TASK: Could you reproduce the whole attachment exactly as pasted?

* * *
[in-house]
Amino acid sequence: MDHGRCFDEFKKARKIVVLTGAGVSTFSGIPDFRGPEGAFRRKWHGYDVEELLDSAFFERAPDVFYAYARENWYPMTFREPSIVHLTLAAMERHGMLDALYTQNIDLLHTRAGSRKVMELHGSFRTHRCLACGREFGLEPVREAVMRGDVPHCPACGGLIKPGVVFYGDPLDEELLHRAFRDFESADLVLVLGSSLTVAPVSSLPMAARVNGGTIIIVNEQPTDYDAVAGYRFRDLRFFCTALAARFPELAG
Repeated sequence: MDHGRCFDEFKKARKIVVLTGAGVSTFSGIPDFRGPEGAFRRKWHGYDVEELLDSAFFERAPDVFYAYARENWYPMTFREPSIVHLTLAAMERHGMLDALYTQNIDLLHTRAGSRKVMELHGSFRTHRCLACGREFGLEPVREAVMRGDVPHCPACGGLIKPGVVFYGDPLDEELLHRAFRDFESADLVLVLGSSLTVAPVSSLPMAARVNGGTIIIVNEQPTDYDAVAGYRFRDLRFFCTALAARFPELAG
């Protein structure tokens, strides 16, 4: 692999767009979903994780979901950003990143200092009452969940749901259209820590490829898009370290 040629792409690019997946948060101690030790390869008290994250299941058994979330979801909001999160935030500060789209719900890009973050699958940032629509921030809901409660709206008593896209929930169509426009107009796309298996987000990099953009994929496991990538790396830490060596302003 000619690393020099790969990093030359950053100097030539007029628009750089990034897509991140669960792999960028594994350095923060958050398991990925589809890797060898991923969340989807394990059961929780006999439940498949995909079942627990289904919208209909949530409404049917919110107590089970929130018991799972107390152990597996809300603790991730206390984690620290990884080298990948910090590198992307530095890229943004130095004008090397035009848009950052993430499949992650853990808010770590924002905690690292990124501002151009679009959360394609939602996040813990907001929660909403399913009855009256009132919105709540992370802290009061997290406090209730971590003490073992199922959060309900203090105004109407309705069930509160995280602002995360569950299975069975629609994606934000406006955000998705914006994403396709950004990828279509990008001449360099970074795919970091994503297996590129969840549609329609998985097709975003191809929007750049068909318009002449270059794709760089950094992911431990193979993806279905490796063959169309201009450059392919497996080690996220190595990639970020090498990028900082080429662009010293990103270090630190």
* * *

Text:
[in-house]
Amino acid sequence: MDHGRCFDEFKKARKIVVLTGAGVSTFSGIPDFRGPEGAFRRKWHGYDVEELLDSAFFERAPDVFYAYARENWYPMTFREPSIVHLTLAAMERHGMLDALYTQNIDLLHTRAGSRKVMELHGSFRTHRCLACGREFGLEPVREAVMRGDVPHCPACGGLIKPGVVFYGDPLDEELLHRAFRDFESADLVLVLGSSLTVAPVSSLPMAARVNGGTIIIVNEQPTDYDAVAGYRFRDLRFFCTALAARFPELAG
Repeated sequence: MDHGRCFDEFKKARKIVVLTGAGVSTFSGIPDFRGPEGAFRRKWHGYDVEELLDSAFFERAPDVFYAYARENWYPMTFREPSIVHLTLAAMERHGMLDALYTQNIDLLHTRAGSRKVMELHGSFRTHRCLACGREFGLEPVREAVMRGDVPHCPACGGLIKPGVVFYGDPLDEELLHRAFRDFESADLVLVLGSSLTVAPVSSLPMAARVNGGTIIIVNEQPTDYDAVAGYRFRDLRFFCTALAARFPELAG
């Protein structure tokens, strides 16, 4: 692999767009979903994780979901950003990143200092009452969940749901259209820590490829898009370290 040629792409690019997946948060101690030790390869008290994250299941058994979330979801909001999160935030500060789209719900890009973050699958940032629509921030809901409660709206008593896209929930169509426009107009796309298996987000990099953009994929496991990538790396830490060596302003 000619690393020099790969990093030359950053100097030539007029628009750089990034897509991140669960792999960028594994350095923060958050398991990925589809890797060898991923969340989807394990059961929780006999439940498949995909079942627990289904919208209909949530409404049917919110107590089970929130018991799972107390152990597996809300603790991730206390984690620290990884080298990948910090590198992307530095890229943004130095004008090397035009848009950052993430499949992650853990808010770590924002905690690292990124501002151009679009959360394609939602996040813990907001929660909403399913009855009256009132919105709540992370802290009061997290406090209730971590003490073992199922959060309900203090105004109407309705069930509160995280602002995360569950299975069975629609994606934000406006955000998705914006994403396709950004990828279509990008001449360099970074795919970091994503297996590129969840549609329609998985097709975003191809929007750049068909318009002449270059794709760089950094992911431990193979993806279905490796063959169309201009450059392919497996080690996220190595990639970020090498990028900082080429662009010293990103270090630190």